With the magic of streaming video via my PS3 I was able to watch the new Anderson Silva documentary, “Like Water”, last night on Cinema Now. (You can also watch it on their website at www.cinemanow.com). Cinema Now is basically Best Buy’s version of Netflix.
If you are wondering about the name of the movie, “Like Water”, it comes from the famous Bruce Lee quote:
“Empty your mind, be formless. Shapeless, like water. If you put water into a cup, it becomes the cup. You put water into a bottle and it becomes the bottle. You put it in a teapot it becomes the teapot. Now, water can flow or it can crash. Be water my friend.”
While on the subject, I like this Bruce Lee quote about water a little more:
“Be like water making its way through cracks. Do not be assertive, but adjust to the object, and you shall find a way round or through it. If nothing within you stays rigid, outward things will disclose themselves.”
Anyway, you get the point, and anyone who is familiar with Anderson “The Spider” Silva can see how Bruce Lee’s philosophy of “be like water” applies to the fluid style of the UFC middleweight champion and the greatest fighter pro mixed martial arts has seen to date.
“Like Water” opens with Silva defending his title against Demian Maia at UFC 112 in April 2010 in Abu Dhabi. We see scenes of what was one of the most bizarre performances in all of MMA history. I remember doing the play-by-play for that fight here at ProMMAnow.com and thinking that we had just witnessed Anderson Silva have a complete mental breakdown inside the Octagon. He was awarded the victory via decision but it was an absurd performance that is hard to describe to anyone who has not seen it.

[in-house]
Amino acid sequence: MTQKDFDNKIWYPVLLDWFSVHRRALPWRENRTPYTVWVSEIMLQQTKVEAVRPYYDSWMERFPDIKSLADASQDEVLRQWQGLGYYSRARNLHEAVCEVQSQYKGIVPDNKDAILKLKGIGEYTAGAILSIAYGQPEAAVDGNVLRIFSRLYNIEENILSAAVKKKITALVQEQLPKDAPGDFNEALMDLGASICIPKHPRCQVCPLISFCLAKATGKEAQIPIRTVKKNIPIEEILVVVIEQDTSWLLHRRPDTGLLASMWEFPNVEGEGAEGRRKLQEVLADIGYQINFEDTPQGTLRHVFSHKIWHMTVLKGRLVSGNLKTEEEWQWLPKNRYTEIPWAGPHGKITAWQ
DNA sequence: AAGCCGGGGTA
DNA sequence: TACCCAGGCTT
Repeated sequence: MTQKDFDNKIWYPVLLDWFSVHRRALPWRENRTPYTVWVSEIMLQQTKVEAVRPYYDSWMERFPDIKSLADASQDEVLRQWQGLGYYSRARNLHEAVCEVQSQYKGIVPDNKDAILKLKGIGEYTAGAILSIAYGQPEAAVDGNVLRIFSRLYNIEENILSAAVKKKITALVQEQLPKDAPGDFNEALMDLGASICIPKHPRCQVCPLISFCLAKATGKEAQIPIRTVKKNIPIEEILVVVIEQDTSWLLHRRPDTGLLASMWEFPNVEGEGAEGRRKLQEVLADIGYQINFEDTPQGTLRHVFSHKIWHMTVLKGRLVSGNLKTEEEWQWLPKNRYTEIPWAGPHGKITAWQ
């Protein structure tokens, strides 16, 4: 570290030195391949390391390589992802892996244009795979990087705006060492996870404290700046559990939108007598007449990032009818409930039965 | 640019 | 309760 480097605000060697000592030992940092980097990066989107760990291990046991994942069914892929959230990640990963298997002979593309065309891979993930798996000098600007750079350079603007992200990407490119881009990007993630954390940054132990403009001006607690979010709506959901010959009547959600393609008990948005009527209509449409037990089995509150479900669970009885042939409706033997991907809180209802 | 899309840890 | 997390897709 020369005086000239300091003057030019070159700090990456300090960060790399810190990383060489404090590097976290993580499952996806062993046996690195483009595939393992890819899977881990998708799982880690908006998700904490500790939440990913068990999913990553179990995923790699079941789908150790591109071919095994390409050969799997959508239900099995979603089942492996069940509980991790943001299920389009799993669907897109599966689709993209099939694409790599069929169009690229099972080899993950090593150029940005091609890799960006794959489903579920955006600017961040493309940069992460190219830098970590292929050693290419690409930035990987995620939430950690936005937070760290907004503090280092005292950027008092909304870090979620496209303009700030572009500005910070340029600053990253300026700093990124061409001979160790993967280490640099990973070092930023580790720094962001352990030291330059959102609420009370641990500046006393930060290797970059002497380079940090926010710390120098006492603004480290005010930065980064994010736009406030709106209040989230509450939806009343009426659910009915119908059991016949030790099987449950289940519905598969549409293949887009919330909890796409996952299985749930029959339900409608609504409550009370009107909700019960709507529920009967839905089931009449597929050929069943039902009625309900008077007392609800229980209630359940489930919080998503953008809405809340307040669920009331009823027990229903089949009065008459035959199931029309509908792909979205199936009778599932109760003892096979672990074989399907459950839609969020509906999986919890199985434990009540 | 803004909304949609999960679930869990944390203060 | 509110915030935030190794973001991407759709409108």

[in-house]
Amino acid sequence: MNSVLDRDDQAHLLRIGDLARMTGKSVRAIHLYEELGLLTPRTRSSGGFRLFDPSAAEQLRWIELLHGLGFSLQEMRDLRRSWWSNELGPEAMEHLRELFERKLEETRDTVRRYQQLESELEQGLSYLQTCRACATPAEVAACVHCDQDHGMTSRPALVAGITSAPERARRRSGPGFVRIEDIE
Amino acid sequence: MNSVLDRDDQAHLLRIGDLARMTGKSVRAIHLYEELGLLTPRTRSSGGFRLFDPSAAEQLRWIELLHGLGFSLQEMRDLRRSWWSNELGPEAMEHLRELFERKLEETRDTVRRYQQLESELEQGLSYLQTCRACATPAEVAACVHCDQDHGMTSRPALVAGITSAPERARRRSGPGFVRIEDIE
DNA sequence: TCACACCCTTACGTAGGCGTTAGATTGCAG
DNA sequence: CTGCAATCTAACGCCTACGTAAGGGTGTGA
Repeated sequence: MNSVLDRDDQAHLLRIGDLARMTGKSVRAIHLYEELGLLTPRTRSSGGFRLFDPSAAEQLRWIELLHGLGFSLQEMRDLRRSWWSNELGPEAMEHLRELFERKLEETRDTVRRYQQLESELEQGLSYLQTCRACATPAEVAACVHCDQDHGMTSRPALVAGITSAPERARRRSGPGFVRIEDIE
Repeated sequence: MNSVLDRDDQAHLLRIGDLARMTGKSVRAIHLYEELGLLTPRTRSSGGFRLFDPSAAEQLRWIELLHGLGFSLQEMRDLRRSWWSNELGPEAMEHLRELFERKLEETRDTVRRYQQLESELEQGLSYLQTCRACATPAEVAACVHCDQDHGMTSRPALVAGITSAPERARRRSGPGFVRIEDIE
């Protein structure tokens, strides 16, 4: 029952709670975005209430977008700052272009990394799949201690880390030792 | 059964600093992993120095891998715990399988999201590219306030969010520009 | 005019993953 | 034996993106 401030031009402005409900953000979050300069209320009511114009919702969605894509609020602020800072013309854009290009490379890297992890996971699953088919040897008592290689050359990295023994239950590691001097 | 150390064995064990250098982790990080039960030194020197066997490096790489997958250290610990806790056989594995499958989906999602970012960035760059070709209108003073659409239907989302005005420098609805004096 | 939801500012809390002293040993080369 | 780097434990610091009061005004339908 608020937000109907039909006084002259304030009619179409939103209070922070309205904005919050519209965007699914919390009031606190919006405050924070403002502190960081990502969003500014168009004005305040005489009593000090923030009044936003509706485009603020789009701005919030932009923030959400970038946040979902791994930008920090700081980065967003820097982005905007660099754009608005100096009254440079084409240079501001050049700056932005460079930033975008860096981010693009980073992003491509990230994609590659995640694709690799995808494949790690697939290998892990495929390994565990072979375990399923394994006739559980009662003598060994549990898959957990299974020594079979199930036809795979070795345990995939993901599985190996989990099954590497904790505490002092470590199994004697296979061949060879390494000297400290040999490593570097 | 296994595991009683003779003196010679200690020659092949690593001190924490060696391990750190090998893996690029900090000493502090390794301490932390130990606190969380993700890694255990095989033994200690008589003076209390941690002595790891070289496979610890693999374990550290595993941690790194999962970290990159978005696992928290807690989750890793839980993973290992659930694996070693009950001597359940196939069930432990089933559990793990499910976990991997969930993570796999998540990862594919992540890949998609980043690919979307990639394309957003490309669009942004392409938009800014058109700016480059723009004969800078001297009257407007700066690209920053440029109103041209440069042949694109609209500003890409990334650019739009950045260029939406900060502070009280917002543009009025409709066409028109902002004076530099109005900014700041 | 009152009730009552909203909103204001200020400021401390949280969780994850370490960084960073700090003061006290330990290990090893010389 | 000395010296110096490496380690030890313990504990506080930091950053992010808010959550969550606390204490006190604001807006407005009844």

Afterward viewers get to see the fallout from the fight. We see Silva at the post-fight presser being asked if he felt the fans got their money’s worth and we get to see UFC President Dana White’s reaction, saying he had never been more embarrassed. White also discusses the talk he had with Silva after that fight.
“Like Water” then shifts to the announcement that Anderson Silva’s next title defense will be against Chael Sonnen [at UFC 117 in August 2010]. Sonnen promises Dana White that he will rid the UFC of Silva and the film goes behind-the-scenes into the training camps and fight preparations of both fighters.
There is a scene where Silva is gearing up for a training session and has a conversation with his friend and training partner Lyoto Machida. Silva appears to be discussing the media reaction to his fight with Maia and it provides a rare look into the psychology of “The Spider.”
Silva moves his camp to the U.S. to train at Black House for the fight with Sonnen. We see Anderson training and watching tape on Sonnen and making the media rounds to promote the fight. We see Sonnen also promoting the fight and embarking on the greatest trash talk fight hype campaign pro MMA has ever seen. Silva’s manager Ed Soares said he believes Sonnen has mental problems.
We all know now how Anderson won his fight with Sonnen. “Like Water” shows Anderson training with Antonio Rodrigo Nogueira and he explains the great impact the Nogueira brothers have had on his career. In fact, Anderson reveals there was a point he was ready to retire, but the Nogueira brothers helped him regain his passion for the sport and go on to realize his dream of becoming UFC champion.